Oraib Toukan will have an artist talk on sat 14 April
Saturday April 14th , 2018 , 2:00pm - 3:00pm
When Things Occur
YYZ Artists' Outlet
Soft Turns and artist Serena Lee will lead a tactile, discursive workshop on digital materialism. They consider the “critical zone” at the scale of bodies—straddling metaphor and literal embodiment—drawing from material processes of recycling and circulations of internal energy in tai chi.
Saturday April 7th , 2018 , 2:00pm - 4:00pm
Workshop with Soft Turns and Serena Lee
Erika Defreitas 7 April-29 April
This exhibition is about these objects and bodies. These objects of character and marrow and bodies of her. In multiples. Of finger tips and overgrown cuticles. I suppose. A draft of a draft of how to think about what is there and what is there and not. A language for translating a pause in gesture and what history punctures and movement punctuates.There is just so much space for these objects that sit and watch before directing. The slipping of peony petals between fingers and open wounds. All lining the mouth as a spectre. A spectre of gesture. A recital. A rewriting of scores inherited from the hands that tended gardens and those that fell limp upon rendering. Intrusions and auras. Perhaps this exhibition is about these objects and bodies.
to prepare for a longing, an itch is a solo exhibition of new work by the multidisciplinary conceptual artist erika Defreitas. Comprised of collage, video, and photography, the exhibition explores the artist’s interests in collecting and archiving as a means of understanding post-memory, hauntology, and the enduring presence of loss. in conjunction with the exhibition, the artist will be in residence at Y+ contemporary from January through March 2018.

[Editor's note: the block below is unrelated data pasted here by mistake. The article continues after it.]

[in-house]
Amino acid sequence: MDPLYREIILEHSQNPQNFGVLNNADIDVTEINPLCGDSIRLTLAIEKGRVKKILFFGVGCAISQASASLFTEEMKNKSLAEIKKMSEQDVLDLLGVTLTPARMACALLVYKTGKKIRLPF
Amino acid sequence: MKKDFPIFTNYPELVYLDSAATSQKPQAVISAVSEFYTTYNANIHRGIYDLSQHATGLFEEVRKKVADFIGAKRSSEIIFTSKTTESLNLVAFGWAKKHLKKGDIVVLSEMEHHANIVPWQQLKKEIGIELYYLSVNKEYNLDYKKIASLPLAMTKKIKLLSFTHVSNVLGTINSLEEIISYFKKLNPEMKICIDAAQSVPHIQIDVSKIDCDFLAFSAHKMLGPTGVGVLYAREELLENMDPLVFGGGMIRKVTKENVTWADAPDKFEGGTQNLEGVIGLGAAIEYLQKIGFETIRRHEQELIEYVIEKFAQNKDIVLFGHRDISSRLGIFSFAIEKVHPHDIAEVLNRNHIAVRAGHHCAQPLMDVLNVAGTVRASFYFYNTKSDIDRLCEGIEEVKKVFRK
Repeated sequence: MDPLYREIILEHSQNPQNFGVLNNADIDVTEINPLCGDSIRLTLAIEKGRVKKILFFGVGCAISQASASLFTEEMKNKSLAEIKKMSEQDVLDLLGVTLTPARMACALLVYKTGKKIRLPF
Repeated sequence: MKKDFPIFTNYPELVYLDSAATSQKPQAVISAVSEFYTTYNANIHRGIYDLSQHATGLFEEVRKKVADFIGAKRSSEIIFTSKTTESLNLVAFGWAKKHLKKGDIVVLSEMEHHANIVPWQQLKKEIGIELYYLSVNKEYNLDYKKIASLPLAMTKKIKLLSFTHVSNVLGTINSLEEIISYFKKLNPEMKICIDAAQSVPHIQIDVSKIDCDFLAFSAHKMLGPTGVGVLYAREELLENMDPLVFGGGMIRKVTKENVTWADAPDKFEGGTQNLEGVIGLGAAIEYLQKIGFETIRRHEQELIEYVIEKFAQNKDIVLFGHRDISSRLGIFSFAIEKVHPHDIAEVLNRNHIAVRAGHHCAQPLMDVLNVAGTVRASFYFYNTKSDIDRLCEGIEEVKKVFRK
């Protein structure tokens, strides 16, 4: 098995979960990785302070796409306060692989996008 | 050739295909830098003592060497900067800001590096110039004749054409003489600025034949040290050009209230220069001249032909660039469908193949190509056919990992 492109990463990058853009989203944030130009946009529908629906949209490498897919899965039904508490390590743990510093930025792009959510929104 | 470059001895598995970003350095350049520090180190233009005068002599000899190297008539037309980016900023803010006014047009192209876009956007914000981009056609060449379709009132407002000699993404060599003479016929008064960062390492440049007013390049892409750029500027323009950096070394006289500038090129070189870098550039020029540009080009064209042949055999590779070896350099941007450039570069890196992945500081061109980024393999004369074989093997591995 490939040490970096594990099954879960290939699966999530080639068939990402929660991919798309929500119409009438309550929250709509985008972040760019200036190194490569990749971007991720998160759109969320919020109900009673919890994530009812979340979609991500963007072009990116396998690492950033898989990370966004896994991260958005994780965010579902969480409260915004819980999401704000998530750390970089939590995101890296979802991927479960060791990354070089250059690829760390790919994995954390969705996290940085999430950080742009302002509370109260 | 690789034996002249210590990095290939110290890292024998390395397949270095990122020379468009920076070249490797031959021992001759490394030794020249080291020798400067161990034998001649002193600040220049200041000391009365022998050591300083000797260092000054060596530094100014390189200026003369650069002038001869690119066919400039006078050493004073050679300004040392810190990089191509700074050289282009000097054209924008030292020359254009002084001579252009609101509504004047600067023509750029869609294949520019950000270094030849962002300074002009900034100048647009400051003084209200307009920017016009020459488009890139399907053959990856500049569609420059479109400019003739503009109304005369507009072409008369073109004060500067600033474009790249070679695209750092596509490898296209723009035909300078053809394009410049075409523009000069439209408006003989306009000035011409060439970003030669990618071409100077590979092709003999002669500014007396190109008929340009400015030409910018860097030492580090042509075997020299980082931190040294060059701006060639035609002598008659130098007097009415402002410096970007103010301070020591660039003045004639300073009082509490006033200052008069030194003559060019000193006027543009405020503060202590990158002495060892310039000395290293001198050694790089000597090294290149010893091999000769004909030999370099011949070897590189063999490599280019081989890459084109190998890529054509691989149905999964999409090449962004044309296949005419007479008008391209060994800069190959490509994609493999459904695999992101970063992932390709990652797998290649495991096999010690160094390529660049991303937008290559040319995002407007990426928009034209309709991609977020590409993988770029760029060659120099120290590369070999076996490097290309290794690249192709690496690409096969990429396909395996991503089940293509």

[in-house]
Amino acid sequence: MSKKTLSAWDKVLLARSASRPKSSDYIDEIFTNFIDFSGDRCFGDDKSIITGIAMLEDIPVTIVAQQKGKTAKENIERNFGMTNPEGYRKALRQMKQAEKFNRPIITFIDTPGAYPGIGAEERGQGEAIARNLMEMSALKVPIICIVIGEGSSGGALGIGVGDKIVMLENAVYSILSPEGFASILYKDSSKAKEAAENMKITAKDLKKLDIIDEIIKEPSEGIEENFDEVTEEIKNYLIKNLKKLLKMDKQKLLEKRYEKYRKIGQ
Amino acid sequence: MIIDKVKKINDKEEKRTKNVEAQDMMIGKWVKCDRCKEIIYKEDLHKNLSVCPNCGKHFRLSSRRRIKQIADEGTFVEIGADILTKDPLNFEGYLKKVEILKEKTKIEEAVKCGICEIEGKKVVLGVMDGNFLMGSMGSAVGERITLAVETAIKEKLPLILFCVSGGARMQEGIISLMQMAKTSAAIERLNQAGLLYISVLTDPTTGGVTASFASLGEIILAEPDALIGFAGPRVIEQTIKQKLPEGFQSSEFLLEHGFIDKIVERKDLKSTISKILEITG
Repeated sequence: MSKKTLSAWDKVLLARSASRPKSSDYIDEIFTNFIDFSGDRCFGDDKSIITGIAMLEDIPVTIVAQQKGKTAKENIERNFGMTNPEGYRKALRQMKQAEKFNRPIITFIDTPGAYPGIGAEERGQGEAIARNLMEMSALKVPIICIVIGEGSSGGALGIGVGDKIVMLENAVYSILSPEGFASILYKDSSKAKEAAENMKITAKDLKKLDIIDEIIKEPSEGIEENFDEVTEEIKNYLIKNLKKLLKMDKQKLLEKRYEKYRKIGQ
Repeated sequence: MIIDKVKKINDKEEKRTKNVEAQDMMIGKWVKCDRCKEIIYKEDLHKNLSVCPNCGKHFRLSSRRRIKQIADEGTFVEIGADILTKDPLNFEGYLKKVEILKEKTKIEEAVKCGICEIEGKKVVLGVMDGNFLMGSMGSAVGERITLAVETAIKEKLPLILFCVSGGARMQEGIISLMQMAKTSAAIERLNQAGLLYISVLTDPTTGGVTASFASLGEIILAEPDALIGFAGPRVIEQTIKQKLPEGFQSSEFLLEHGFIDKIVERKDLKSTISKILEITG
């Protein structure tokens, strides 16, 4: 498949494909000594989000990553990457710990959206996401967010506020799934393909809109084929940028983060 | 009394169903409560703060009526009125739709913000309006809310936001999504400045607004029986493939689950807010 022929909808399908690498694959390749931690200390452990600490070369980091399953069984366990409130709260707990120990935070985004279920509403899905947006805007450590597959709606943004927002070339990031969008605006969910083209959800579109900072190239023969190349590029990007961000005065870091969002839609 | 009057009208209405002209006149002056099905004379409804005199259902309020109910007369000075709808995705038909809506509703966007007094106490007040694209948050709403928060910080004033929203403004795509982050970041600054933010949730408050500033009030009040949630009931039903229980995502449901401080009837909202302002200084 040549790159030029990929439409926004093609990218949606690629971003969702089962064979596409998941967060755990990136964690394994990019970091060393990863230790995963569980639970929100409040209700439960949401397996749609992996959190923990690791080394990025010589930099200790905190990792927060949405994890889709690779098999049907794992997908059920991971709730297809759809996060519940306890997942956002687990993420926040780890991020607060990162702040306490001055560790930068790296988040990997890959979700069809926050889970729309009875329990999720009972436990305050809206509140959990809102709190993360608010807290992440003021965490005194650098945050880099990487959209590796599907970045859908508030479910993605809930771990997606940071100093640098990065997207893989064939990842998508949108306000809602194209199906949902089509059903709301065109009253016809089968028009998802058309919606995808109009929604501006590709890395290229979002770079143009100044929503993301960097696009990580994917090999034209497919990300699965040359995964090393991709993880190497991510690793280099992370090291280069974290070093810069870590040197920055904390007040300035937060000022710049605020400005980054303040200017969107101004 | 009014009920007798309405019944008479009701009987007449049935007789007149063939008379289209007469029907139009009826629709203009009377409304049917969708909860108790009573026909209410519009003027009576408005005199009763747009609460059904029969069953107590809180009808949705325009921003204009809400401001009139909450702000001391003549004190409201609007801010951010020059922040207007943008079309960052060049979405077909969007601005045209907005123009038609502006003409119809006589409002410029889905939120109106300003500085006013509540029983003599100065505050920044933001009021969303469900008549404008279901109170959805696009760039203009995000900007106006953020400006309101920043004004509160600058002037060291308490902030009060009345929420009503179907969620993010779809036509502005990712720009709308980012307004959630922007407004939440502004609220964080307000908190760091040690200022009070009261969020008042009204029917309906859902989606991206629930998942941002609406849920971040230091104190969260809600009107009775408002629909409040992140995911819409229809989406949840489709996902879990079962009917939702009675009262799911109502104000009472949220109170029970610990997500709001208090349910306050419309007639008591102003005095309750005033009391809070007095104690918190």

Fri–Sat 12–5 pm
Saturday April 7th , 2018 , 7:00pm - 10:00pm
to prepare for a longing, an itch
Lecture: Erika Balsom
At least since Okwui Enwezor’s Documenta 11 in 2002, documentary practices have been a prominent feature of contemporary art. But what idea of documentary has emerged from this context? This talk will propose that the denigration of surface appearances—a phobia of the descriptive capacities of “mere” recording—is a key characteristic of the documentary turn in contemporary art. This line of argumentation proposes that the best access to reality occurs through artifice, and casts observational documentary as a bad object that naively indulges in illusory transparency and uncreative copying. The talk will also situate these arguments within a longer history of attacks on the mechanical reproduction of phenomenal reality in the intersecting histories of art and film, and, through a discussion of recent artists’ practices that assert the primacy of lens-based capture, will question the continuing viability of these arguments today, in our era of “alternative facts.”
Sunday April 15th , 2018 , 3:00pm - 4:00pm
“Mere” Recording? Documentary, Contemporary Art, and the Orthodoxy of Ecstatic Truth